Archive of Jewish music

Inventory of the archive 


Music and songs have always accompanied all significant events in Jewish life: weddings, childbirths, and funerals. Compositions were also performed on religious holidays.

One can find the most complete collection of lyrics and notes of Jewish folk music in the manuscripts of Moisei Berevovsky. Tunes that he recorded are used in stage performances and Purim Spiels; Jewish music bands include them in their repertoires. The first volume of the five-volume series, which the well-known collector of Jewish folklore started in 1930, included labor and revolutionary songs; the second one, songs about lyrical and daily matters; the third one, instrumental pieces; and the fourth volume had versions of Purim Spiels, performances on Biblical topics, etc. The fifth volume included melodies without lyrics. Berehovsky looked for heirs of the leaders of famous bands in many Ukrainian cities and towns and collected thousands of historical documents.

Moisei (Moshe Aaron) Berehovsky (1892–1961) was a musicologist, collector and researcher of Ukraine’s Jewish folklore.

Moisei Berehovsky was born on the 28 December 1892 in the village of Termakhika, then Kyiv Province (today’s Ivankiv district of Kyiv region) to a family of a melamed. In 1905, he moved to Kyiv and finished gymnasium as an external student. Moisei continued his studies in the conservatories of Kyiv (1916–1920) and Petrograd (1922–1924). In 1928–1936, he was the head of the Cabinet of Musical Folklore at the Institute of Jewish Proletarian Culture of the Ukrainian Academy of Sciences. In 1936–1949, Berehovsky successively held the positions of a research fellow at the Institute of Language and Literature, the head of the Folklore Section of the Academy’s Cabinet of Jewish Culture and the head of the Cabinet of Musical Ethnography. In 1947, he became a lecturer at Kyiv Conservatory. In 1950, Moisei Berehovsky was arrested. Next year, he was sentenced to 10 years of imprisonment in supermax labor camps for his fictitious engagement in “mass anti-Soviet agitation”. He was released (officially because of poor health) in 1955 and exonerated in 1956. During his final years, Moisei Berehovsky was systematizing his manuscripts to prepare them for transfer to the archive. Moisei Berehovsky died in 1961 and was buried in Kyiv, in Baikove cemetery.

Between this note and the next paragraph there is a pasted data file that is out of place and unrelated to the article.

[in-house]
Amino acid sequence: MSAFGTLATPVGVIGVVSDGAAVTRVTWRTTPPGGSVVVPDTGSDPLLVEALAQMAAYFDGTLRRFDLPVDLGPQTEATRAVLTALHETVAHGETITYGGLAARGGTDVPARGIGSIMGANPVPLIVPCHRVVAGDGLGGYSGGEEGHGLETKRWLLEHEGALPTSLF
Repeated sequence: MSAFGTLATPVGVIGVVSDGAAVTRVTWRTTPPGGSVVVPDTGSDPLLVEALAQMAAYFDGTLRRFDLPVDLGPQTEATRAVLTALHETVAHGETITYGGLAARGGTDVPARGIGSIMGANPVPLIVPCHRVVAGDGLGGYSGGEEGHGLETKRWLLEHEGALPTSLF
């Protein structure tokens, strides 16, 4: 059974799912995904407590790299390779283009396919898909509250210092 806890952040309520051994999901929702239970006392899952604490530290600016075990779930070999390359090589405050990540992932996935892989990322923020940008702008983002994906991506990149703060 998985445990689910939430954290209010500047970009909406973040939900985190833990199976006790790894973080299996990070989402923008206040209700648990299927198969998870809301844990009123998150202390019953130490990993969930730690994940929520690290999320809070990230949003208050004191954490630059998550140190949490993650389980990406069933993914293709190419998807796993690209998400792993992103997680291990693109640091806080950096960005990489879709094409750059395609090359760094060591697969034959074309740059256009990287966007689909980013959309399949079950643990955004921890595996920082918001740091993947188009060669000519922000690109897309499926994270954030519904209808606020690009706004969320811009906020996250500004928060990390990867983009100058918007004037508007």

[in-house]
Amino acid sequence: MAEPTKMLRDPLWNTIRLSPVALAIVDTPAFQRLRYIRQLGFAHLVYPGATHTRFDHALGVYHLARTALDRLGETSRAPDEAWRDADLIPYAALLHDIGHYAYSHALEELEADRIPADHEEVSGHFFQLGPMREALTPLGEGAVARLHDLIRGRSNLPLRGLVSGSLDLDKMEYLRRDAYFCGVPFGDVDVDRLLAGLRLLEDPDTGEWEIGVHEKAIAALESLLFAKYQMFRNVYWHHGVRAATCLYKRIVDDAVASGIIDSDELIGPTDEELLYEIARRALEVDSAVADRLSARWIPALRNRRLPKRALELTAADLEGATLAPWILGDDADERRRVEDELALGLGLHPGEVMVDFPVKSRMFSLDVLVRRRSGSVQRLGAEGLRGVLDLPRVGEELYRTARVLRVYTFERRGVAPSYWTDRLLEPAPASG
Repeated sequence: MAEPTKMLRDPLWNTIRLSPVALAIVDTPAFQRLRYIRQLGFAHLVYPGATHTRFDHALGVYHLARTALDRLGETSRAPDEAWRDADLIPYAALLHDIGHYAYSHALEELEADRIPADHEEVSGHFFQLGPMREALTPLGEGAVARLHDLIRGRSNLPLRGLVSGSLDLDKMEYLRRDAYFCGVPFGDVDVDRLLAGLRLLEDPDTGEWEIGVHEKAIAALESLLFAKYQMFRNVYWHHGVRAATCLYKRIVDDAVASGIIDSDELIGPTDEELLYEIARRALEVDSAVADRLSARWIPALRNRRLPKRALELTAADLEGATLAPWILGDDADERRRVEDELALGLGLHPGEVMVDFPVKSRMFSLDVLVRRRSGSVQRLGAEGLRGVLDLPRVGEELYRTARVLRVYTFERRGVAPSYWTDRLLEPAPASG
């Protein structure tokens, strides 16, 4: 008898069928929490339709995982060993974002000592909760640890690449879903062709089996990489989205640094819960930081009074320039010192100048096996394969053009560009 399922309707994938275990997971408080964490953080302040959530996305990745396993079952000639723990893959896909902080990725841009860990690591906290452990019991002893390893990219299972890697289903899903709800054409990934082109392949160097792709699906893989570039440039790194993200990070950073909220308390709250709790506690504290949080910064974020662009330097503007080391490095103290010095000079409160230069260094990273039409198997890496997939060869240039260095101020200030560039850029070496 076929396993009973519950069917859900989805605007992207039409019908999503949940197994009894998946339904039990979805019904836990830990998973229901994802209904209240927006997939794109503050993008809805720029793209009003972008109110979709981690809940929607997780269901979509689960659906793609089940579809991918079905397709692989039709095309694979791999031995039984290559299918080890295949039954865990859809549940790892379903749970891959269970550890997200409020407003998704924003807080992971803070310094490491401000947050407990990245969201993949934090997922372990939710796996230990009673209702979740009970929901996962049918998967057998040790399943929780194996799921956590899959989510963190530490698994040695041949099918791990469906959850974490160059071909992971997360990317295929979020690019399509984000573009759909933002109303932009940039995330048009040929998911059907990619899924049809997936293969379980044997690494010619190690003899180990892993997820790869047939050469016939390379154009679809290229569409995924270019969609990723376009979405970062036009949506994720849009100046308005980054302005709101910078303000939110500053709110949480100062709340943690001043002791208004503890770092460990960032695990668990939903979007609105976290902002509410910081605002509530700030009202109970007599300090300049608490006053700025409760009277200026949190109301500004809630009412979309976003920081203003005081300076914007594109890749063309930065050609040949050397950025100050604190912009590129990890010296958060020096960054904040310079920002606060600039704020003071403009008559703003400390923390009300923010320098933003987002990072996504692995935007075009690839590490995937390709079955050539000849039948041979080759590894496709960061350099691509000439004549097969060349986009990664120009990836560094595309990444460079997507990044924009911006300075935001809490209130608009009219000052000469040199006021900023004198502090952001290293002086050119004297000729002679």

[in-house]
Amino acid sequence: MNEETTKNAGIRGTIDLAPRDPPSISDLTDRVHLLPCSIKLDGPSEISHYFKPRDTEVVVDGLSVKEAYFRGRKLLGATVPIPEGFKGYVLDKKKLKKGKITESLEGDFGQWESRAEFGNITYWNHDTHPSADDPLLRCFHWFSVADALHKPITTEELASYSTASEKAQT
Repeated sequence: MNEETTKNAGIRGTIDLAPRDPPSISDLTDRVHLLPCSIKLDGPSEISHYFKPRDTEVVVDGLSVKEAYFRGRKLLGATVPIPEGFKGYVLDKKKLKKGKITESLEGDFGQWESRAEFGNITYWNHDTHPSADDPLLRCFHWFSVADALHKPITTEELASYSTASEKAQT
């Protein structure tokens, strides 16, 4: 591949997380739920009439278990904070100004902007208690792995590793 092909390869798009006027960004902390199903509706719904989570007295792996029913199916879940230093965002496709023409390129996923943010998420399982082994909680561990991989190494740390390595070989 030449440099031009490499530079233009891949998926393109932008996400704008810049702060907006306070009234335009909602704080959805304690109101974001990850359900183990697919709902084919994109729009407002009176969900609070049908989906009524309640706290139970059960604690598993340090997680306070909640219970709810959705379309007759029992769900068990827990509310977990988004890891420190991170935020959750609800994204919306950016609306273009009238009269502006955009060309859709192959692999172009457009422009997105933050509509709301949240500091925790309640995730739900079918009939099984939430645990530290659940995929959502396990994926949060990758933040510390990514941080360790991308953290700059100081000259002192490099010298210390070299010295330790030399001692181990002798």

Moisei Berehovsky was an active collector and researcher of Jewish musical folklore as well as the author of research papers on Jewish folk music. He wrote his works in Russian and Yiddish. Moisei Berehovsky’s magnum opus is a five-volume anthology of Jewish folk music. During the author’s lifetime, only the first volume was published (Jewish Musical Folklore, 1934). By 1941, Moisei Berehovsky’s sound record library contained around 1,200 phonograph cylinders. In 1944–1945, he recorded 70 songs of Jewish ghetto survivors. 

Eda Berehovska, the daughter of Moisei Berehovsky, handed over the materials from the scholar’s personal archive to the Institute of Jewish Studies in Kyiv (a predecessor of the Center for Studies in History and Culture of East European Jewry). After her father’s death, she managed to obtain his manuscripts from the KGB archives. Moisei Berehovsky’s archival legacy includes more than 50 units of storage. These materials can be interesting for art and cultural historians who study the development of Jewish folk music and theatre. 

The most valuable are Moisei Berehovsky’s manuscripts of articles and notes about his anthology Jewish Musical Folklore:

  • Jewish Musical Folklore, Vol. 2: Lyrics (article, Russian and Yiddish);
  • Jewish Musical Folklore, Vol. 2: Notes;
  • the lead sheets entitled Music Notes, chapters 1 and 2; 
  • “Blessing of Jacob. Selling of Joseph” (article, Russian and Yiddish; music notes);
  • “The Wisdom of Solomon. David and Goliath. Binding of Isaac” (article, Russian and Yiddish; music notes);
  • “Ahasuerus Spiel” (article, Russian and Yiddish; music notes);
  • “Purim Spiels: Jewish Folk Musical and Theatrical Performances: (article, Russian and Yiddish; music notes).

In 2013, the Center for Studies in History and Culture of East European Jewry issued the collection of five CDs Jewish Musical Folklore (with e-books), which were based on the materials from Berehovsky’s archive and contained his collected works:  Vol. 1: Workers’ and Revolutionary Songs. Recruits Songs and Songs about War; Vol. 2: Songs about Love and Family Daily Life Songs; Vol. 3: Jewish Instrumental Folk Music; Vol. 4: Jewish Folk Tunes without Lyrics; Vol. 5: Jewish Folk Musical Performances.

Researchers of life and works of Moisei Berehovsky can be interested in photos from his family archive as well as his auto bibliography, a list of Moisei Berehovsky’s works compiled by the scholar himself (late 1950s, manuscript in Ukrainian). Historians of Stalinist repressions can be interested in the printed copies of documents from Ukraine’s Security Service archive (former KGB archive): the arrest warrant and minutes of Moisei Berehovsky’s interrogations (August–December 1950), copy of Moisei Berehovsky’s case, which contains excerpts from the interrogation protocols of Itzyk Fefer, Abram Kahan, Elye Spivak, David Hofshtein, Khaim Loitsker, Menash Shtutman, and Natan Zabara (1949); and Moisei Berehovsky’s reference by the rector of Kyiv Conservatory, Oleksandr Klymov (1950).